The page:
While Bob Dylan was in Woodstock, recovering from his motorcycle accident , he got together in 1967 with members of The Hawks, soon to be known as The Band, to rehearse and record what are now known as The Basement Tapes. Among the vast cross-section of material covered during this period was a stab at Elvis' “A Fool Such As I”. This version has a very different feel from the one released on Dylan.
On September 30, 1994, Dylan went into New York's Sony Studios to record a few Elvis-related songs, all originally from 1956. According to Clinton Heylin in his book, The Recording Sessions [1960-1994], three tracks were recorded: “Lawdy Miss Clawdy”, “Money Honey”, and “Anyway You Want Me”. The session was produced by Don Was, who also co-produced Under The Red Sky. Heylin reported that Dylan was getting frustrated with his attempts to record the two up-tempo songs, at one point saying, “Maybe we should go back to the ballad”. The stellar result can be heard below.
Author; Harold Lepidus / Source; Examiner.com – “Bob Dylan and Elvis Presley (Part One)” (http://www.examiner.com/article/bob-dylan-and-elvis-presley-part-one)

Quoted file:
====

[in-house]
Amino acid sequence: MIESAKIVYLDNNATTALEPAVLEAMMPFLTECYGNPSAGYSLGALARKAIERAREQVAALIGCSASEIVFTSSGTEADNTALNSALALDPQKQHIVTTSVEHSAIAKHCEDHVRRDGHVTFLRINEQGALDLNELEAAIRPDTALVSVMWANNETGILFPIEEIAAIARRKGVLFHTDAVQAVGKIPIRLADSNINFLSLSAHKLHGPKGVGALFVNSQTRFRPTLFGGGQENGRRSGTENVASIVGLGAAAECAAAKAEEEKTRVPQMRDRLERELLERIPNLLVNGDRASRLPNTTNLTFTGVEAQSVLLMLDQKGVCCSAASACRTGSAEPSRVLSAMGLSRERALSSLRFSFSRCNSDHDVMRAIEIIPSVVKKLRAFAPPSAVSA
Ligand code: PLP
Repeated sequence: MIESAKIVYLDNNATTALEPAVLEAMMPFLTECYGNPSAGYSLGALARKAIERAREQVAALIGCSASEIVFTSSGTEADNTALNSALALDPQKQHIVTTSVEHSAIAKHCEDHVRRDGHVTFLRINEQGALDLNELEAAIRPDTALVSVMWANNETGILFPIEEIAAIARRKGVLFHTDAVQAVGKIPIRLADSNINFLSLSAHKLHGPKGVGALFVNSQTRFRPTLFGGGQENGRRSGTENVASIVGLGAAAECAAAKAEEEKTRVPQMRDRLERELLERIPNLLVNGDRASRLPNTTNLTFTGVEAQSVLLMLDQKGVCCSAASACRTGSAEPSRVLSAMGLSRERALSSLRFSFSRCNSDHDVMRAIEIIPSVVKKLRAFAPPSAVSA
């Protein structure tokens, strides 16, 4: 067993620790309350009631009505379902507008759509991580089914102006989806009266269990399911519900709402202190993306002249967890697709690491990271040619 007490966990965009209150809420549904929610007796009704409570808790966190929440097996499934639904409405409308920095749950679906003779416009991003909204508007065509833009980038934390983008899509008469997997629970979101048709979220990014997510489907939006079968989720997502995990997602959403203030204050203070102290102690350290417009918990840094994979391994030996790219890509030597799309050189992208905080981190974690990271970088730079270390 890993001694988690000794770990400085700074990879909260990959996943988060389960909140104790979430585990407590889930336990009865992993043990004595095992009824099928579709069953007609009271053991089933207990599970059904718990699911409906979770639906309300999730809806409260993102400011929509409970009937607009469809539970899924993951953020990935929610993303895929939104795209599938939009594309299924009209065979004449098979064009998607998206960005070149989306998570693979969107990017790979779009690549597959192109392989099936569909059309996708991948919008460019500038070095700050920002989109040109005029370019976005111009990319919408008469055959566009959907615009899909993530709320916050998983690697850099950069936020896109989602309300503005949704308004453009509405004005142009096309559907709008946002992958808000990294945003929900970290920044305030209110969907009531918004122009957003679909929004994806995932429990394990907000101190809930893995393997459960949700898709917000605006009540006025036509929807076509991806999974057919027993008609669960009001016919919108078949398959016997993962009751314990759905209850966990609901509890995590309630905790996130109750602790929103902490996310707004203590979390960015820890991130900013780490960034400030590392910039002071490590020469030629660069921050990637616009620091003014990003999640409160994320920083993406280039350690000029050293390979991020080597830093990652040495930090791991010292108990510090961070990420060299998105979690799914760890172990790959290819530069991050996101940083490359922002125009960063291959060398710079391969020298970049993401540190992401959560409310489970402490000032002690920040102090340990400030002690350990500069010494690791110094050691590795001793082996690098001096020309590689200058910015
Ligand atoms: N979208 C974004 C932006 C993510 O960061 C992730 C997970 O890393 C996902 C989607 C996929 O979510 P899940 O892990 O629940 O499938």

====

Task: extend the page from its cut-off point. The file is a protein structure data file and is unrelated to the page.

Cyrus the Virus?
Miley Cyrus: Elvis Presley Was the Original Twerker: Her infamous MTV Video Music Awards performance in 2013, as evidenced by all those FCC complaints, was arguably the most scandalous and controversial music moment since Janet Jackson's Nipplegate. Cyrus tells Australia's Sunday Night, she's just carrying the torch lit by Elvis Presley's gyrating hips; “Elvis, he wasn't wearing the outfits I was wearing but he was coming out and he was doing like the OG twerking. Like, no one wants to admit that he was twerking, he was… He was like sex. He was a symbol of sex but no one would have ever called Elvis a shit because he wasn't a girl. It's that double standard and I think I'm doing something for the double standard”. Miley also has a message for the “concerned parents” riled up that might be sending a bad message to her young fans; “The only thing I'm an example of is freedom, especially in this time where the energy of the world is shifting from male energy to female energy… I think a lot of that was started by these girls that get to watch my show and see young people just being themselves and representing freedom”.